Rear End Gears

Rear end gears have more to do with the performance, speed, and efficiency of an individual automobile than does most every other piece in a car’s drivetrain. The rear end gear, more specifically the rear end gear ratio, determines how much of the engines torque is delivered to the wheels, and the potential top speed for a particular set up.

Have you ever ridden a bike with multiple gear settings? You could put it in a high gear and spin your legs a million miles per hour and hardly move the bike at all. Or you could instead put it in low gear and move 10-15 miles per hour without much movement in your legs. Of course, peddling in high gear is far easier than low gear, and using a combination of gear ratios meant that you could accelerate in a high gear, and slowly move up, keeping your legs moving at the same cadence while increasing your speed. This very primitive engineering concept is the same idea behind rear end gears and their respective gear ratios for a complex racing car, or a daily commuting vehicle.

Rear end gears are usually described by their ratio. Three to one (3:1), for example, means that for every turn of a larger gear, a smaller gear turns three times. Thus, if a drive shaft were spinning 5 times per second, it could be converted to 15 times per second with the addition of a 3:1 gear. This is the best way to maximize efficiency, since the full use of every bit of torque is met with a higher gear. However, as mentioned previously, if gear ratios are too high, too much energy will be consumed bringing the car up to speed, just as it is difficult to ride a bike from stand still to top speed in solely high gear.

Changing Rear End Gears for Performance
Cars intended for racing often have enhanced rear end gear ratios. For the drag strip, a driver would employ a high gear intended to deliver the most torque the fastest, allowing for high speeds in a short period of time, but with a significantly lower top line speed. Alternatively, cars intended for long races use a lower rear end gear ratio. While ramping up the speed takes longer, the top speed is significantly enhanced for the long term. Thus a driver gives up a few seconds early in the race for a higher maximum speed. Over time, this additional speed makes up for a relatively slow start when compared to a quarter-mile dragster.

This can be explained with very simple mathematics:
Let’s assume two gear ratios of 3.55 and 4.1. While these are both on the upper end of the spectrum, the difference between the two numbers will still provide for a very easily demonstrable example.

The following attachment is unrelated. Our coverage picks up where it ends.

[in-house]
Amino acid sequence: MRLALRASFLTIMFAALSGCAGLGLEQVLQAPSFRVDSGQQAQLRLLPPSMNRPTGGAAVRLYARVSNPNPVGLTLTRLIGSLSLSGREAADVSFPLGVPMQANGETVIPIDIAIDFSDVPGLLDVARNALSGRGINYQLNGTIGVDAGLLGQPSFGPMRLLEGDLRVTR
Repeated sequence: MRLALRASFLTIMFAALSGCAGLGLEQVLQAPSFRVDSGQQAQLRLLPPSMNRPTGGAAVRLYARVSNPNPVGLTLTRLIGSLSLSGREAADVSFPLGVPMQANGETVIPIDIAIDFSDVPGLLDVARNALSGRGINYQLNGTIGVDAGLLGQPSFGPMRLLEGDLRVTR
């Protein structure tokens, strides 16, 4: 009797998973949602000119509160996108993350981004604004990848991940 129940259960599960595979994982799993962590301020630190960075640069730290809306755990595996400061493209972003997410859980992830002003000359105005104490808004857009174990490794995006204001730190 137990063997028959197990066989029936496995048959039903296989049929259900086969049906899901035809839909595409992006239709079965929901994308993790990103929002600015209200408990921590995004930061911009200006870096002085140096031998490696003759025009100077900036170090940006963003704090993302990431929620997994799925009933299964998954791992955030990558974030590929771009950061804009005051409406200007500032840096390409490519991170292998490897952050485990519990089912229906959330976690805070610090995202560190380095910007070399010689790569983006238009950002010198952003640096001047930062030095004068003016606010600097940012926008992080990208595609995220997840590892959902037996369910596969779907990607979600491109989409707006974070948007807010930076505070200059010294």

We’ll also have to assume the same car in the same conditions and with the same transmission. In fifth gear of the transmission at 1500 rpm, the car with a 3.55 gear ratio will be moving at roughly 50 miles per hour. The same car with a gear ratio of 4.1 and engine revving at 1500 rpm in fifth gear would result in a speed 16% higher as result of the different gear ratio, or roughly 58 miles per hour. Each car, mind you, is using the same amount of gas, but the car with the higher ratio is getting significantly more speed out of the same amount of energy.

Rear End Gears for Efficiency
Higher gear ratios are excellent for improving long term driving efficiency. However, take into consideration your typical driving patterns. Those who drive long distances on highways should lose lower ratios, since most of their commute is done at high speed and with few stops and starts. Those who drive mostly in the city or in other places with frequent stops and starts can still afford lower gears, but should opt for a ratio at least one or two positions lower than the highway driver. If the city driver goes to a gear ratio that is too high, then the car will be very slow to accelerate, thus rendering it nearly impractical for city use.

Consider Your Choices
There are very few practical reasons for changing a gear ratio, especially for daily commuting cars. Automobile manufacturers install a rear end gear that they believe should be adequate for most people and driving styles, so to change out a gear is an implicit implication that you know better about the car than do the engineers that designed it.

While that may be true, you may know more about your own driving habits, it may also be true that there is very little real gain in adjusting the ratio unless the task can be completed yourself, with your own labor. As it stands, swapping gears is difficult, time consuming, and requires a complex calculus and incredible patience to get the job done correctly. For even the most experienced “amateur mechanics” the task can be difficult or nearly impossible, and to pay a mechanic to complete the job would cost upwards of five hundred dollars for their skilled labor. At that price, one must consider carefully how much their willing to pay for efficiency, as it is likely that many other, less expensive modifications can be made to generate similar cost savings.



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